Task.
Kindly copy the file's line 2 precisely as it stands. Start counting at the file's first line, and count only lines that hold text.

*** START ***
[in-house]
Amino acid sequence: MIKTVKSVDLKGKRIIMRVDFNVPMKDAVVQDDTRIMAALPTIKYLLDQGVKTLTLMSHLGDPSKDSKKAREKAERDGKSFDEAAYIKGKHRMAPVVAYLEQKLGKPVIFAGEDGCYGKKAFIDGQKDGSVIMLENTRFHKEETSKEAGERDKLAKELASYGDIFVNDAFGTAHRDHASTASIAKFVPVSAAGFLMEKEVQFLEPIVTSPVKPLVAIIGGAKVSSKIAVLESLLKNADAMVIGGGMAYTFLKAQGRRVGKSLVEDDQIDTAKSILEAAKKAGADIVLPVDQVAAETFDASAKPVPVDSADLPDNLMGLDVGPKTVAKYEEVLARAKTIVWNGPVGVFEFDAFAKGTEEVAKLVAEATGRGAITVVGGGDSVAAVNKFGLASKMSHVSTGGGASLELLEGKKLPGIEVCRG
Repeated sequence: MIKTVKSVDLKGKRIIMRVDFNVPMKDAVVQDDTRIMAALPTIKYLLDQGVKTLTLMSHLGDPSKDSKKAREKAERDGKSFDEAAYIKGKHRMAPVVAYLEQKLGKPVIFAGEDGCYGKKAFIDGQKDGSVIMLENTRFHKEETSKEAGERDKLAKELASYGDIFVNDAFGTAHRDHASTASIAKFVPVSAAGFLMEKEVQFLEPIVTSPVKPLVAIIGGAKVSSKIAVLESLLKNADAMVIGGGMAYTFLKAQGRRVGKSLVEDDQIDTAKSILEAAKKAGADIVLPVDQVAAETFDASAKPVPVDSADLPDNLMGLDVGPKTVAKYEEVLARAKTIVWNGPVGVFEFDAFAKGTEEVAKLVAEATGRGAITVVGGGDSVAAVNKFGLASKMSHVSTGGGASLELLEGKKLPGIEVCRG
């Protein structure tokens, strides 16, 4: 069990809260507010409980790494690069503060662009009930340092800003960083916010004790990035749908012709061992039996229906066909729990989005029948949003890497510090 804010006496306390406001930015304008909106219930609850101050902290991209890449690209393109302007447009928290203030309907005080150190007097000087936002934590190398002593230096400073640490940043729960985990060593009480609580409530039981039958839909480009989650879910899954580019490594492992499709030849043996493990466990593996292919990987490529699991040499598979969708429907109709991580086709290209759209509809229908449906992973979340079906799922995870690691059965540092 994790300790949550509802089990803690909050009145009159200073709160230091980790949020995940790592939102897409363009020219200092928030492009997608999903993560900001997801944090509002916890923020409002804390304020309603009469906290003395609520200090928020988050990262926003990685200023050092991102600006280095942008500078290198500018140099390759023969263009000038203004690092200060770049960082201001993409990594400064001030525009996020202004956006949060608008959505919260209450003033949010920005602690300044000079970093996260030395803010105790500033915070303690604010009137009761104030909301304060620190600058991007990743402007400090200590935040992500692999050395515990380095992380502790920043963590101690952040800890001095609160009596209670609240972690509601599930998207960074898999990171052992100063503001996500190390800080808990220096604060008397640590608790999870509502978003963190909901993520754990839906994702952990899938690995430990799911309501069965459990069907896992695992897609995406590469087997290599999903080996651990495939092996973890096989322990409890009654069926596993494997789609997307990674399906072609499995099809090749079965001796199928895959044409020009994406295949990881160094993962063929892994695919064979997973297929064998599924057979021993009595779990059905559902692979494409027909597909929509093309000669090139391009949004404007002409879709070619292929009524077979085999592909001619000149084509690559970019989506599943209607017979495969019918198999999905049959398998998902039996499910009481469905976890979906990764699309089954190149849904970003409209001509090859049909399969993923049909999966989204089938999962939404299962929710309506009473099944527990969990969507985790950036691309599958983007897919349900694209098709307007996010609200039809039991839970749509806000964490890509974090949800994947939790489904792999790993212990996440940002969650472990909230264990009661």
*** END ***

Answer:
Amino acid sequence: MIKTVKSVDLKGKRIIMRVDFNVPMKDAVVQDDTRIMAALPTIKYLLDQGVKTLTLMSHLGDPSKDSKKAREKAERDGKSFDEAAYIKGKHRMAPVVAYLEQKLGKPVIFAGEDGCYGKKAFIDGQKDGSVIMLENTRFHKEETSKEAGERDKLAKELASYGDIFVNDAFGTAHRDHASTASIAKFVPVSAAGFLMEKEVQFLEPIVTSPVKPLVAIIGGAKVSSKIAVLESLLKNADAMVIGGGMAYTFLKAQGRRVGKSLVEDDQIDTAKSILEAAKKAGADIVLPVDQVAAETFDASAKPVPVDSADLPDNLMGLDVGPKTVAKYEEVLARAKTIVWNGPVGVFEFDAFAKGTEEVAKLVAEATGRGAITVVGGGDSVAAVNKFGLASKMSHVSTGGGASLELLEGKKLPGIEVCRG